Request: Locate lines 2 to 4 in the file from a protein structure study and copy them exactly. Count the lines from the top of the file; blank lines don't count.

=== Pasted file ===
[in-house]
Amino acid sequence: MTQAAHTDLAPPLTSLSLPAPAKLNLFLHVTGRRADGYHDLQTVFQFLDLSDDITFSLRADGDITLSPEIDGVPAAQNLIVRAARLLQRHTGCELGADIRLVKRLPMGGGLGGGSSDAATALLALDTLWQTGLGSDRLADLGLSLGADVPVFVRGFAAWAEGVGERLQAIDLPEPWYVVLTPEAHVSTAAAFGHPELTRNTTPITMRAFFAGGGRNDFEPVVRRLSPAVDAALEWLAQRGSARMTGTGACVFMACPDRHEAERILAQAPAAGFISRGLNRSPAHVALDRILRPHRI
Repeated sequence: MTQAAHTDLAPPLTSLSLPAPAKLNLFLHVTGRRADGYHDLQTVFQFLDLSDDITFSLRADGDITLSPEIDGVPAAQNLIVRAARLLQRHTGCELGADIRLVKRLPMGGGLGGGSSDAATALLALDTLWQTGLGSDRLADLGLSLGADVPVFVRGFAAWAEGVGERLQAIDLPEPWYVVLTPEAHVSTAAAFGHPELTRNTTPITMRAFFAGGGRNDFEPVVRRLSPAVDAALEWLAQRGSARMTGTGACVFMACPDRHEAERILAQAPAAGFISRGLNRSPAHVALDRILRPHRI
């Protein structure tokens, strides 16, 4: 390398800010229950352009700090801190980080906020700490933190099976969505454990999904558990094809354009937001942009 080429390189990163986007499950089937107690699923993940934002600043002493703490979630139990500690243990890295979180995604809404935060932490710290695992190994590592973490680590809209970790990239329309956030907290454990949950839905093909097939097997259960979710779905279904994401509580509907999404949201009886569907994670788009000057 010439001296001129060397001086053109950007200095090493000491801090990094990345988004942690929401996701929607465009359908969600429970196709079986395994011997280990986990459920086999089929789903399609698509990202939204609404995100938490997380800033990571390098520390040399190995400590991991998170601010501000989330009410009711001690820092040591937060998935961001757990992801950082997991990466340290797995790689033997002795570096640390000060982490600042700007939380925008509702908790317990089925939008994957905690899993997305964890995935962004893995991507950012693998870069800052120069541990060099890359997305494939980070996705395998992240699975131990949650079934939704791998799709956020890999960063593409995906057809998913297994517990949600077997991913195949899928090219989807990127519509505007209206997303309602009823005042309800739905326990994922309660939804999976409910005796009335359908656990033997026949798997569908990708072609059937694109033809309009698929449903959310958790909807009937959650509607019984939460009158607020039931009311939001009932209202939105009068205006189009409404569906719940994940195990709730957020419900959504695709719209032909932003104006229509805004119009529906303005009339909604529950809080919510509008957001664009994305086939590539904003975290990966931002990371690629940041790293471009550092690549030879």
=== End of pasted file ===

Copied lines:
Amino acid sequence: MTQAAHTDLAPPLTSLSLPAPAKLNLFLHVTGRRADGYHDLQTVFQFLDLSDDITFSLRADGDITLSPEIDGVPAAQNLIVRAARLLQRHTGCELGADIRLVKRLPMGGGLGGGSSDAATALLALDTLWQTGLGSDRLADLGLSLGADVPVFVRGFAAWAEGVGERLQAIDLPEPWYVVLTPEAHVSTAAAFGHPELTRNTTPITMRAFFAGGGRNDFEPVVRRLSPAVDAALEWLAQRGSARMTGTGACVFMACPDRHEAERILAQAPAAGFISRGLNRSPAHVALDRILRPHRI
Repeated sequence: MTQAAHTDLAPPLTSLSLPAPAKLNLFLHVTGRRADGYHDLQTVFQFLDLSDDITFSLRADGDITLSPEIDGVPAAQNLIVRAARLLQRHTGCELGADIRLVKRLPMGGGLGGGSSDAATALLALDTLWQTGLGSDRLADLGLSLGADVPVFVRGFAAWAEGVGERLQAIDLPEPWYVVLTPEAHVSTAAAFGHPELTRNTTPITMRAFFAGGGRNDFEPVVRRLSPAVDAALEWLAQRGSARMTGTGACVFMACPDRHEAERILAQAPAAGFISRGLNRSPAHVALDRILRPHRI
């Protein structure tokens, strides 16, 4: 390398800010229950352009700090801190980080906020700490933190099976969505454990999904558990094809354009937001942009 080429390189990163986007499950089937107690699923993940934002600043002493703490979630139990500690243990890295979180995604809404935060932490710290695992190994590592973490680590809209970790990239329309956030907290454990949950839905093909097939097997259960979710779905279904994401509580509907999404949201009886569907994670788009000057 010439001296001129060397001086053109950007200095090493000491801090990094990345988004942690929401996701929607465009359908969600429970196709079986395994011997280990986990459920086999089929789903399609698509990202939204609404995100938490997380800033990571390098520390040399190995400590991991998170601010501000989330009410009711001690820092040591937060998935961001757990992801950082997991990466340290797995790689033997002795570096640390000060982490600042700007939380925008509702908790317990089925939008994957905690899993997305964890995935962004893995991507950012693998870069800052120069541990060099890359997305494939980070996705395998992240699975131990949650079934939704791998799709956020890999960063593409995906057809998913297994517990949600077997991913195949899928090219989807990127519509505007209206997303309602009823005042309800739905326990994922309660939804999976409910005796009335359908656990033997026949798997569908990708072609059937694109033809309009698929449903959310958790909807009937959650509607019984939460009158607020039931009311939001009932209202939105009068205006189009409404569906719940994940195990709730957020419900959504695709719209032909932003104006229509805004119009529906303005009339909604529950809080919510509008957001664009994305086939590539904003975290990966931002990371690629940041790293471009550092690549030879």